By George Peabody, Glenbrook Partners & Stephen Wilson, Lockstep Consulting
Despite laudable goals, the National Strategy for Trusted Identities in Cyberspace’s identity framework demands a discontinuous leap beyond both what’s needed and achievable for improving online transaction reliability, security, and risk. A lighter touch approach, characterized by context-specific fractional identity, can provide needed authentication and identity services without the legal complexities posed by the wholly novel outsourcing of liability of the NSTIC design.
How is Fractional identity different from federated identity?
The core idea is that the semantics and business rules around component attributes are simpler than for abstract identities. I might be “Steve Wilson” at a bank, and “Steve Wilson” at my employer, but the ‘fine print’ in my respective relationships makes it impossible for either organization to rely 100% on the other’s identification of me.
The handles look the same but they mean different things in different contexts. This proposal works at the lower level of attributes, like name, address, date of birth, citizenship, etc. These properties on their own do not constitute identities and the liability that goes with proving their factual correctness is very simple.
The fractional identity model leaves Relying Parties free to put attributes together as they see fit, to perform identification from one context to another. At the technology and identity management protocol level, fractional identity does indeed look a lot like identity federation, so the model enables services and developers to re-use most of what’s come before. But fractional identity greatly simplifies things at the business rule level.
Trust, that essential attribute of a relationship, is based upon identity and the experience all parties gain as they transact. While in-person identity is reasonably certain, it is especially difficult to establish in the online environment. As online devices increasingly figure in bricks-and-mortar transactions, the transaction domains blur.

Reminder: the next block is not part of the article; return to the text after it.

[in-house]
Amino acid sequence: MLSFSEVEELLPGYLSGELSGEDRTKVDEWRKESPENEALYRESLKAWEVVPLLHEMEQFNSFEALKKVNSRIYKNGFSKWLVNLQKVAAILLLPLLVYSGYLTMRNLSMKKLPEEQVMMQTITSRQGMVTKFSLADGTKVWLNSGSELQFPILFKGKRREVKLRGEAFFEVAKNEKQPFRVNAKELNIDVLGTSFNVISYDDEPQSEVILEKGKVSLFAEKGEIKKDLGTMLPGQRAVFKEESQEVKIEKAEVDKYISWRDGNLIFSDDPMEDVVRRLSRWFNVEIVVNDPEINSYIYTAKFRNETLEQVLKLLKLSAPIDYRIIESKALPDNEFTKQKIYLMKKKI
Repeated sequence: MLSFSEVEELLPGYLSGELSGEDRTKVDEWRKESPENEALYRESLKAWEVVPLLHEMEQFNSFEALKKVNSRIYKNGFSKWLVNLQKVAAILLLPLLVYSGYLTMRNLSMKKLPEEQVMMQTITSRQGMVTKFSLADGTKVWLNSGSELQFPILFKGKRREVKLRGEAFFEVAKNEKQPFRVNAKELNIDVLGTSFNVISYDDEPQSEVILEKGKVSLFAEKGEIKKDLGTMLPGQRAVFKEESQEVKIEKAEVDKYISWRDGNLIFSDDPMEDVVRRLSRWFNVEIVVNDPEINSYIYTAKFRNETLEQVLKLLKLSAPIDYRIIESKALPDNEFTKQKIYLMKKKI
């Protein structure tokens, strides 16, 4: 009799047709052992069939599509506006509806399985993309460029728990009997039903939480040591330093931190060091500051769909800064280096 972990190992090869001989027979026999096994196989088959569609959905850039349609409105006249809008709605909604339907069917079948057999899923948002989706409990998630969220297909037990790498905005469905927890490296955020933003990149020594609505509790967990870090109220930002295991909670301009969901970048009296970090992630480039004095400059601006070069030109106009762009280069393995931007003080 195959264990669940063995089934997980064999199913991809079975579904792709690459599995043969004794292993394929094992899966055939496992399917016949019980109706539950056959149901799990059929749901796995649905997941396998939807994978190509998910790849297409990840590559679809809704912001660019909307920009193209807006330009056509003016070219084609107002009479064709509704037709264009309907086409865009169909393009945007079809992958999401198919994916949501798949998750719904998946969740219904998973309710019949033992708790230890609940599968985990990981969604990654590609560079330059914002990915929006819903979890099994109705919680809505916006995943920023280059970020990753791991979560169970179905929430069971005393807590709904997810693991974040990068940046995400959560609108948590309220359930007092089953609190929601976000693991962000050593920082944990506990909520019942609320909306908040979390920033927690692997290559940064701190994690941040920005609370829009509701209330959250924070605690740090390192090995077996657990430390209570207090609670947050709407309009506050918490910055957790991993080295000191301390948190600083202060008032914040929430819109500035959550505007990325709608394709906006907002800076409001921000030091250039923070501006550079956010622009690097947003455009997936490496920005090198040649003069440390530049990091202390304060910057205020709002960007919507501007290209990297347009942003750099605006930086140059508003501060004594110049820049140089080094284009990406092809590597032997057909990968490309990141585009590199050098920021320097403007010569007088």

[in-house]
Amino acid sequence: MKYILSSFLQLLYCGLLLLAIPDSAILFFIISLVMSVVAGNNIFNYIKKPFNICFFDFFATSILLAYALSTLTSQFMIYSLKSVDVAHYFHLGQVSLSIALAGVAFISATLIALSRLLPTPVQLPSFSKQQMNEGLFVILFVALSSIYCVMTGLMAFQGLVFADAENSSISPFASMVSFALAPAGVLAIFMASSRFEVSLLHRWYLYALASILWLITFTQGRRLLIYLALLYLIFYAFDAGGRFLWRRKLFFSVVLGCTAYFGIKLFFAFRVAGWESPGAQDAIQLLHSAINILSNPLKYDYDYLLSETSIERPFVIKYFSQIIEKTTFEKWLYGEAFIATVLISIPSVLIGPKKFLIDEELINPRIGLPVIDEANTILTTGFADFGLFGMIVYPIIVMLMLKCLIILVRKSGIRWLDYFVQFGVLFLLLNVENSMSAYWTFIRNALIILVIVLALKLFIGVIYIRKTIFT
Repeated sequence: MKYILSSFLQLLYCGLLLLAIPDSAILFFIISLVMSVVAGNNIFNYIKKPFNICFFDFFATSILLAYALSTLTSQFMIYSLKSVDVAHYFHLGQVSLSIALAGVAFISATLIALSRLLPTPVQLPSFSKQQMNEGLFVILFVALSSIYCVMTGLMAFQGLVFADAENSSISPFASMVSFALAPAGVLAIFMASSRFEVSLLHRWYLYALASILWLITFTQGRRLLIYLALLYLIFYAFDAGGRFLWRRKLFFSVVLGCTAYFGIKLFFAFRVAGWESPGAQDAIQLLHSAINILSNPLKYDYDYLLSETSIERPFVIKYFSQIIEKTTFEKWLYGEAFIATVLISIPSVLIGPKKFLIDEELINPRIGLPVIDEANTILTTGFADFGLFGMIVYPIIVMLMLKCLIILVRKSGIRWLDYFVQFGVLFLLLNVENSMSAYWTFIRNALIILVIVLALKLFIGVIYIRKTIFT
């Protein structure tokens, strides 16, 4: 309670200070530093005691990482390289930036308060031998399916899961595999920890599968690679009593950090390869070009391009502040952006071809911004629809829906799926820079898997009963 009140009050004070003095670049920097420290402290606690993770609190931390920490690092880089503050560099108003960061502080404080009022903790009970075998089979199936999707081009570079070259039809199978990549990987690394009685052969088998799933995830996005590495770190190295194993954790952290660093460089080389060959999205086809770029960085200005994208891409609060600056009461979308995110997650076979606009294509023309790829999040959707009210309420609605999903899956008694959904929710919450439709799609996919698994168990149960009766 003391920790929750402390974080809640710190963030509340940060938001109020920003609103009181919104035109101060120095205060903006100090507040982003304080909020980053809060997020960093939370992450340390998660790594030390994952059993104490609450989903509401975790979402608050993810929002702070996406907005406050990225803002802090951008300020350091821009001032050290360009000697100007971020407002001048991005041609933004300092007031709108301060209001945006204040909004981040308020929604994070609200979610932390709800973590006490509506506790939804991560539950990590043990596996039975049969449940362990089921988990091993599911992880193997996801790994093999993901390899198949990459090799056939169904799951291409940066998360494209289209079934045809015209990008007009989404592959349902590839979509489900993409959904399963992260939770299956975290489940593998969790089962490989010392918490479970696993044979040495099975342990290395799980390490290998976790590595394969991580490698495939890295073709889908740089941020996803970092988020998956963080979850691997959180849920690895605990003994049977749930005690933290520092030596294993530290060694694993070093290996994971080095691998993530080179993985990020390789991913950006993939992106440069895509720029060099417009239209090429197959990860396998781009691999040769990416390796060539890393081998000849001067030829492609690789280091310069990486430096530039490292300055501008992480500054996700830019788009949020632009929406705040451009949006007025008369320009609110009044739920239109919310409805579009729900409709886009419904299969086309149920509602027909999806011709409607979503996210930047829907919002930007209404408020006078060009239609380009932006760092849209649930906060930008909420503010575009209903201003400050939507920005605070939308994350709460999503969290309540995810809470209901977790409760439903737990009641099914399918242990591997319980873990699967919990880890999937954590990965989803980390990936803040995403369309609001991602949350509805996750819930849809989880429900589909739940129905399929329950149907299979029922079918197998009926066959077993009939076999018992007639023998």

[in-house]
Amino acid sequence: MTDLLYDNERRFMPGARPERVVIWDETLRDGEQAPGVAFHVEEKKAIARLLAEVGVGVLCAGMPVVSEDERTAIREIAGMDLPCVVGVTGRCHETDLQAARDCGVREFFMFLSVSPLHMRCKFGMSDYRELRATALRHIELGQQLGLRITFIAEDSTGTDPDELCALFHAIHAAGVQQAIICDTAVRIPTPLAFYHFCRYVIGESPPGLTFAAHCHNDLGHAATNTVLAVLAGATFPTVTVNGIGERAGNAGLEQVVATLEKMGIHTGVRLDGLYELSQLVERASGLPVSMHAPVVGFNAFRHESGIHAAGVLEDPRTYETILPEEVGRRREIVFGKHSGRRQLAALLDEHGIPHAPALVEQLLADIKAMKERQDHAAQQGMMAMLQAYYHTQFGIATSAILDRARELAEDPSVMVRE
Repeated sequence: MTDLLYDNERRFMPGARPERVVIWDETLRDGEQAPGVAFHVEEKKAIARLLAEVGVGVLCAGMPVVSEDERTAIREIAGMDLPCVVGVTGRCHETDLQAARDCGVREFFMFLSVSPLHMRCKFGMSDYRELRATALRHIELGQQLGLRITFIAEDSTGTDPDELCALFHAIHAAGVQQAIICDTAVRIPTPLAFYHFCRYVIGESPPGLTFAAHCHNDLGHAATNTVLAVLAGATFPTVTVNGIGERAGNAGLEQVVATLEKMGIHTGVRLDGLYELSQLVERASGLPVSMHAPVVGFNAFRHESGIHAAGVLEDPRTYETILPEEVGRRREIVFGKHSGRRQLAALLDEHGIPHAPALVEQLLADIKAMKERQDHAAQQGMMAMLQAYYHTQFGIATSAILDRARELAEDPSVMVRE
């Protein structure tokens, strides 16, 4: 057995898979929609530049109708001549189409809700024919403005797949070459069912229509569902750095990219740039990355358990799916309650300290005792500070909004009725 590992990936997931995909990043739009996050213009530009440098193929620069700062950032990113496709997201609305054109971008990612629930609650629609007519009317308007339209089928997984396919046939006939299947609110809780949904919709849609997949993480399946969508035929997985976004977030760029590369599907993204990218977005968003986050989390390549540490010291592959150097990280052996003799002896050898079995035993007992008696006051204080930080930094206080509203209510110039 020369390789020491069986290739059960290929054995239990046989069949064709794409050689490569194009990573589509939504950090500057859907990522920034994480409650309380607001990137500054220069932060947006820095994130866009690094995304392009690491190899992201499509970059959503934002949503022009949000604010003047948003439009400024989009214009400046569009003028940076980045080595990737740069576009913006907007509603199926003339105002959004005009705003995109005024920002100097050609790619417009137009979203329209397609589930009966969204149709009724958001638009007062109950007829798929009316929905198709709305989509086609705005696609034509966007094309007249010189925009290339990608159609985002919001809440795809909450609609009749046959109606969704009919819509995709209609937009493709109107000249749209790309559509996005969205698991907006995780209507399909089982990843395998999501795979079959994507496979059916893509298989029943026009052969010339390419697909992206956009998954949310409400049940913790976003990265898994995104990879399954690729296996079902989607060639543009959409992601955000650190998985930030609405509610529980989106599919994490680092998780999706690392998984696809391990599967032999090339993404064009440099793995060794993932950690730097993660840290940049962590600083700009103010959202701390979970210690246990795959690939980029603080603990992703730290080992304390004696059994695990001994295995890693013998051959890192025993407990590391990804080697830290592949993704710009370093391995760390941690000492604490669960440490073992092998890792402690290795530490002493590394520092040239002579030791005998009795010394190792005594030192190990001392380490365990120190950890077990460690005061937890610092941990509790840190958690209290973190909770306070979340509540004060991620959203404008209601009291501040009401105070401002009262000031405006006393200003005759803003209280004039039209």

To bridge that gap, a number of approaches have been taken, the most recent of which is federated identity as exemplified by the White House’s National Strategy for Trusted Identity in Cyberspace and its cousin, the Open Identity Exchange model of an attribute exchange network. This entirely new approach that injects the new attribute exchange network into every transaction has, on the face of it, strong appeal. What makes more sense than a passport to cyberspace? But, on closer inspection, it fails for a number of reasons.
This article begins with a critical examination of the online identity exchange concept as currently proposed. It continues with a discussion of several evolutionary and implementable models based on existing bilateral trust relationships. These alternative approaches should provide workable identity services while testing both needed infrastructure components and the need for an attribute exchange network-scale identity über-framework.
The Open Identity Exchange’s purpose is laudable. No one doubts the online world badly needs stronger, more consistent and uniform identity mechanisms – coupled with stronger authentication – to curb fraud, speed web site access and enable higher value, higher risk transactions.
The Open Identity Exchange’s stated development goal is to build “Agreements between all parties (that) contractually enforce the business, legal, technology, policy, certification and audit aspects of the Trust Framework, which are established and managed by a Trust Framework Provider via an Attribute Exchange Network.” This describes the complexity of the task. It will take a decade or more of legal development, negotiation, tuning, and, critically, case law to establish itself.
Despite the questionable history of federated architectures, the Open Identity Exchange approach presupposes that its framework is an ideal end state well before it has been subjected to the selective pressures of the marketplace. The model changes elegant, time-honored bilateral arrangements between relying parties and subjects, instead pushing complex and novel trilateral arrangements between relying parties, subjects, and identity providers.
The notion of the attribute exchange network, like all federation architectures, presumes a real time stranger-to-stranger – or context free – identity negotiation for every fresh transaction. In fact, in the vast majority of economically important transactions, the context is already in place and the appropriate credentials can be specified when the rules for a scheme or entire business sector are drawn up, well in advance of the parties ever meeting.
Federation is astonishingly hard
Another, historically fatal concern for the Attribute Exchange Network concept is how it underestimates the barrier to entry created by its complexity. As an approach, the Open Identity Exchange purports to support straightforward integration at low cost. The Attribute Exchange Network document itself states that its “one to many relationship model … reduces barriers to entry in the Identity Ecosystem.”
Based on prior history, this may not be the case if participants find it challenging and legally complex to come to grips with new one-to-many arrangements. If firmly established bilateral arrangements are eschewed, the total cost of implementation is greatly increased by the legal work needed to address liability concerns.